Turkmenistan’s first president Saparmurat Niyazov, known as Turkmenbashy, and his successor Gurbanguly Berdymuhamedov invested heavily in construction intended to reinforce a sense of Turkmen identity.
There are portraits and statues of the two men everywhere in the city, which has been built on a large scale.
Ashgabat has made it into the Guinness Book of Records with the world’s biggest carpet, the greatest number of fountains in a public place, and the largest architectural star, positioned on the façade of the city’s television tower.
Located along the ancient Silk Road, the city was founded in the late 19th century as Tsarist Russia’s administrative centre for the trans-Caspian region.
After independence, oil and gas money quickly transformed the city, with old neighbourhoods bulldozed and new ones springing up overnight.
Its architectural style has been called Muslim modernist, linked to that of the Gulf cities and Azerbaijan’s capital Baku, another post-Soviet city boosted by oil profits.
But its immaculately clean centre is almost completely empty of people, despite its population of around a million.
Locals avoid the streets and avenues along which the presidential motorcade is likely to pass, one Turkmen activist told a Human Rights Watch event on June 27.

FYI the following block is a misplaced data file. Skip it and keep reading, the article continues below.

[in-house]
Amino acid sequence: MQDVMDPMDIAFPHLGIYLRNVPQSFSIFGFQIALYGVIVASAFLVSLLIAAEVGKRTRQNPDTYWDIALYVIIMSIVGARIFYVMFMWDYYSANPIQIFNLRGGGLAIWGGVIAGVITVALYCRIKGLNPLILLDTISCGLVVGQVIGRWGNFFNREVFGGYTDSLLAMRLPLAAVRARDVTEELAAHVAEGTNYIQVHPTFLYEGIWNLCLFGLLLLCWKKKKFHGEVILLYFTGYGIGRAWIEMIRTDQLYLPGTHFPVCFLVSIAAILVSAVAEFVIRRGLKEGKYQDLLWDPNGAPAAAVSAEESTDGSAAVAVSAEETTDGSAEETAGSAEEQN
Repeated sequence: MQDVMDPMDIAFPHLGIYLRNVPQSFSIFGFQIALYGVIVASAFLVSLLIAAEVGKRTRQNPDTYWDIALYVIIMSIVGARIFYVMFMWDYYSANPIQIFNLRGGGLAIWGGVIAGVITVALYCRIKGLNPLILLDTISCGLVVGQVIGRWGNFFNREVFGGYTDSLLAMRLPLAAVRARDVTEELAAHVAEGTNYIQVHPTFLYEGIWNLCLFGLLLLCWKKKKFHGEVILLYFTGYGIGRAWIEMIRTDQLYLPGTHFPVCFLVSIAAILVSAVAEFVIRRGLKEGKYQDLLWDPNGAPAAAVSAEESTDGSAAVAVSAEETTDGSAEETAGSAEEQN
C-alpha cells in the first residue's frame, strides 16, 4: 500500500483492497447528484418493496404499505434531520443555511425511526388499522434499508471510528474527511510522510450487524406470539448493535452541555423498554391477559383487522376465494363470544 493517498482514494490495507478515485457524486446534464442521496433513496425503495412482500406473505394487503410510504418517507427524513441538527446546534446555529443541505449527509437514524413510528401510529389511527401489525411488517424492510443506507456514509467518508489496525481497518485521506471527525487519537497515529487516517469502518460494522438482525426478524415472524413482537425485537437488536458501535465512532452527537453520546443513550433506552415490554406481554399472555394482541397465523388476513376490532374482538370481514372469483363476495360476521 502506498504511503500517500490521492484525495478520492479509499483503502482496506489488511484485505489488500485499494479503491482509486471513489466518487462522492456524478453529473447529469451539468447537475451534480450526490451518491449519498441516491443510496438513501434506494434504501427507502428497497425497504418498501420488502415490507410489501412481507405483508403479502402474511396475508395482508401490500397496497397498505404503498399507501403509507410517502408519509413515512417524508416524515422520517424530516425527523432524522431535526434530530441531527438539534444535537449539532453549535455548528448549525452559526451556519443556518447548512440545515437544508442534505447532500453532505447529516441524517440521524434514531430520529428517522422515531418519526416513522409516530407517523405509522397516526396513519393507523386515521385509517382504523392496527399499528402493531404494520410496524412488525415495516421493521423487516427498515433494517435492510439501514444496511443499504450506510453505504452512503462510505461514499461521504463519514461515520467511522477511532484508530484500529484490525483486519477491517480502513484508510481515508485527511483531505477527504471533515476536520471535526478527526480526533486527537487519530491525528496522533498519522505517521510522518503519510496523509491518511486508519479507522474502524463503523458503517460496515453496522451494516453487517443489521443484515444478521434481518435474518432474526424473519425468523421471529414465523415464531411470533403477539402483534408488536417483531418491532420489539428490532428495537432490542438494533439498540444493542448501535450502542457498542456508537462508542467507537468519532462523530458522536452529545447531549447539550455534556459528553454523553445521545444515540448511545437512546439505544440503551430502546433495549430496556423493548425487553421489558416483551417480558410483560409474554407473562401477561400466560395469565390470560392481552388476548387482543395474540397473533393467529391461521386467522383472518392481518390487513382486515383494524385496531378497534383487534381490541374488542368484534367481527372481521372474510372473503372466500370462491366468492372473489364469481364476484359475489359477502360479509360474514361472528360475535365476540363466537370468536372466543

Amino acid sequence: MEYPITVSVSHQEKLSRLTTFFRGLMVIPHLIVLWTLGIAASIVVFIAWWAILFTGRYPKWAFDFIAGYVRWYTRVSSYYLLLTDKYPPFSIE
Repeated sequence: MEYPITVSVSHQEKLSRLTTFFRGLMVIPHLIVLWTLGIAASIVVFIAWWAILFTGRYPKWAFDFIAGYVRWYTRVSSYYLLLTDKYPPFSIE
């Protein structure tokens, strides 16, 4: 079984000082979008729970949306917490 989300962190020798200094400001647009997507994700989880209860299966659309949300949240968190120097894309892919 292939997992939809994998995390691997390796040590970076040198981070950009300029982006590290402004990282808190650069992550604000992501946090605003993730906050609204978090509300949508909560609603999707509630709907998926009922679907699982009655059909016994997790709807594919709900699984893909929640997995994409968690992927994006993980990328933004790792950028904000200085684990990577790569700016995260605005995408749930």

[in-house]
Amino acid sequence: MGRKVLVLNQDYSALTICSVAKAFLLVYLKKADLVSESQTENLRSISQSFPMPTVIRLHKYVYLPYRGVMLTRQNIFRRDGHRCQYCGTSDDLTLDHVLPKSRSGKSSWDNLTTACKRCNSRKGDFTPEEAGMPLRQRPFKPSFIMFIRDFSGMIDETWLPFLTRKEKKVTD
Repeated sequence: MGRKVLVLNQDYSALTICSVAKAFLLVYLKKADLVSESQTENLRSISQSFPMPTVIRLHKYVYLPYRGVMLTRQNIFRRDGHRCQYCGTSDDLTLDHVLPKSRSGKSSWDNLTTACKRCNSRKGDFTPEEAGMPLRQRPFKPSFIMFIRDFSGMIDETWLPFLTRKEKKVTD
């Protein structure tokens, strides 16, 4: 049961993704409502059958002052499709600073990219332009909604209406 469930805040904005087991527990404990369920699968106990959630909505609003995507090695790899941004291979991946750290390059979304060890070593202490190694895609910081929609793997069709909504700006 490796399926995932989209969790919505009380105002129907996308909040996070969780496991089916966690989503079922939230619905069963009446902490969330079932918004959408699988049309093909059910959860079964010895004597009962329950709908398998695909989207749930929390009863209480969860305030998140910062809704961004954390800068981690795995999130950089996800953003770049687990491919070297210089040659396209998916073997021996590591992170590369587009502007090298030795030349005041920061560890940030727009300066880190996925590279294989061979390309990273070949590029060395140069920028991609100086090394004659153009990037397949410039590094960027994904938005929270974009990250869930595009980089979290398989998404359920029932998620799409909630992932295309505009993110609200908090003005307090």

“People [who live in the centre] cannot approach the window or turn on the air conditioning,” said the activist, who asked to remain anonymous. “People are afraid of walking in the streets.”
Ashgabat’s grand scale also bears little resemblance to the rest of Turkmenistan. Outside the capital, most Turkmens are forced to live very simply.
“All investment in the country is targeted at Ashgabat and Avaza, a resort on the Caspian Sea. All other regions are underfinanced,” said another Turkmen activist at the same event.
Ordinary people face myriad restrictions on their human rights and are not allowed to travel out of the country without hard-to-obtain exit visas. Turkmenistan was ranked third from last in the 2016 World Press Freedom Index.
There is a huge gap between the rural and urban populations and tribal divisions, as well as high levels of discrimination against ethnic minorities and limited access to health facilities and education.
Away from the gold statues and sumptuous fountains of central Ashgabat, life in Turkmenistan looks very different.
This publication was produced under the IWPR project Strengthening Capacities, Bridging Divides in Central Asia, funded by the Foreign Ministry of Norway.